Pergola Design | A Material and Structure Guide

Structures in your landscape can be the magic ingredient when it comes to creating a defined space. Pergolas in particular can create the feeling of walls and a roof to set a portion of your landscape apart from the rest. Use them to cover a sitting area, cover a walkway, or shade a doorway depending on the pergola design. They may also be used functionally to display colorful vines & planters, provide shade, and hang lights.

When you start your pergola design it is important to consider the variety of materials you can use. You also should decide whether you want to work with a pre-manufactured kit or design a custom structure. Both custom design and kit options can be outfitted with a variety of finishes, materials, and decorative touches.

Pergola Design patterns & Parts

Posts

Most pergolas have smooth posts anchored in concrete footers or attached to a concrete slab. These can be dressed up in a number of ways though. Some people may choose to have masonry or concrete block columns at the base of the post for decoration. Another way to make the posts of your pergola more interesting is to put decorative trim at the tops and bottoms, or to cover them in decorative boards to create custom accents.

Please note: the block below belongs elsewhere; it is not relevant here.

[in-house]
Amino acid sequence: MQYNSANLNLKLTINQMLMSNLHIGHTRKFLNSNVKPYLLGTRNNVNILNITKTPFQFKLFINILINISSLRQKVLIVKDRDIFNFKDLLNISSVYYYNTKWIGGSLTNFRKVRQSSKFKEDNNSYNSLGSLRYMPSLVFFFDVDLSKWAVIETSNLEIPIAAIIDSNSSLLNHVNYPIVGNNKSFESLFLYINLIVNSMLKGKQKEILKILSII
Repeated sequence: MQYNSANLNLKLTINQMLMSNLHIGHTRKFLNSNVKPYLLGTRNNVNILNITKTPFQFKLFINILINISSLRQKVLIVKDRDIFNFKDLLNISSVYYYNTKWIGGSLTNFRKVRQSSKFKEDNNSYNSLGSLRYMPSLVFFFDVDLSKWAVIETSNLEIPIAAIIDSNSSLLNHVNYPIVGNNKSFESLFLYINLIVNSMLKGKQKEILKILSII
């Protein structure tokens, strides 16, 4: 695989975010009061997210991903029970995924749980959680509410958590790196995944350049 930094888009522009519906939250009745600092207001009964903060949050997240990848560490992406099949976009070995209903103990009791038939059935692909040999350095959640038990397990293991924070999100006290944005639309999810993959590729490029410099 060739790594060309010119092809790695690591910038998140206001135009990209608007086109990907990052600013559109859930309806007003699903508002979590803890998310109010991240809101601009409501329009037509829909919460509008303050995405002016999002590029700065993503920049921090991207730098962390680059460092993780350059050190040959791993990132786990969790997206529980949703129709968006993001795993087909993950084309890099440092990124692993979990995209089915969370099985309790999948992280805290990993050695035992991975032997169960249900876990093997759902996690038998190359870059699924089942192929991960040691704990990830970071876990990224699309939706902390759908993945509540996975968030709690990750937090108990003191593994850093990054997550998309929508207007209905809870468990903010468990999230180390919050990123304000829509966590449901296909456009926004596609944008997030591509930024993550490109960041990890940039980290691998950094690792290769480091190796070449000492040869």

Decorative Supports

Supports extend out from your posts to the cross beams of a pergola to improve its stability. These can be simple as well, but can add a lot of character to a pergola design. A good place to start is to consider the brackets that are often used in addition to cornices on craftsman and other historic homes.

Beams

The beams of a pergola support the “roof” structure. These are generally larger pieces of lumber and don’t need much decoration. The ends however are sometimes cut in a pattern to match the rafters.

Rafters

Rafters are the most distinct portion of your pergola design. They run perpendicular to your support beams and often provide the most decorative features on your pergola. This is also where many pergola designs end. Rafters generally have some kind of decorative design cut into the ends. Anything from a simple angled cut to more ornate curved designs. The rafters can also be louvered to provide more or less shade.

Battens/Lattice

Battens, also known as lattice, can add extra dimension to your pergola. These sit perpendicular to the rafters and are more common in traditional pergola designs. They are generally smaller than the rafters and add a more delicate touch to the structure.

Pergola Materials

Wood

Wooden Pergolas have been built for a long-time using branches and tree trunks at first then milled wood posts and beams. Cedar or treated pine woods are the most common used. They usually require concrete frost footings for the posts and bricks or stone pillars can be built around the posts. The only disadvantage of wood pergolas is that wood will need to be treated, stained, and maintained for a long-term use. Cedar will turn grey within a few years and will not fit some homeowner’s expectations.